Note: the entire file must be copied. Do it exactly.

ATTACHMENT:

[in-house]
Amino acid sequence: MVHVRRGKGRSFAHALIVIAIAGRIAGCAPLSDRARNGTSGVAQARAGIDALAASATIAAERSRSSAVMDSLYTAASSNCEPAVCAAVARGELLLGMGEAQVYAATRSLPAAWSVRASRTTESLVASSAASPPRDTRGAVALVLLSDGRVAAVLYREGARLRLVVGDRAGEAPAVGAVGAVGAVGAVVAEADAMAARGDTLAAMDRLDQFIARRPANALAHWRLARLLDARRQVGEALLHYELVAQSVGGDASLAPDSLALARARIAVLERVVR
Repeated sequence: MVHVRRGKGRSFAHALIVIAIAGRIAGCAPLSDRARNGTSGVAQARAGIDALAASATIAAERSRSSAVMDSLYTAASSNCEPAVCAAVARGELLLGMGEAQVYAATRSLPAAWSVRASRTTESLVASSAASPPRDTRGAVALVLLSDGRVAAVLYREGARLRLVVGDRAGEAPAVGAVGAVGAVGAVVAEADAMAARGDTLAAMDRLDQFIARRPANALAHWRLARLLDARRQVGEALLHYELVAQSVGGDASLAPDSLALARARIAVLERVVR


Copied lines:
[in-house]
Amino acid sequence: MVHVRRGKGRSFAHALIVIAIAGRIAGCAPLSDRARNGTSGVAQARAGIDALAASATIAAERSRSSAVMDSLYTAASSNCEPAVCAAVARGELLLGMGEAQVYAATRSLPAAWSVRASRTTESLVASSAASPPRDTRGAVALVLLSDGRVAAVLYREGARLRLVVGDRAGEAPAVGAVGAVGAVGAVVAEADAMAARGDTLAAMDRLDQFIARRPANALAHWRLARLLDARRQVGEALLHYELVAQSVGGDASLAPDSLALARARIAVLERVVR
Repeated sequence: MVHVRRGKGRSFAHALIVIAIAGRIAGCAPLSDRARNGTSGVAQARAGIDALAASATIAAERSRSSAVMDSLYTAASSNCEPAVCAAVARGELLLGMGEAQVYAATRSLPAAWSVRASRTTESLVASSAASPPRDTRGAVALVLLSDGRVAAVLYREGARLRLVVGDRAGEAPAVGAVGAVGAVGAVVAEADAMAARGDTLAAMDRLDQFIARRPANALAHWRLARLLDARRQVGEALLHYELVAQSVGGDASLAPDSLALARARIAVLERVVR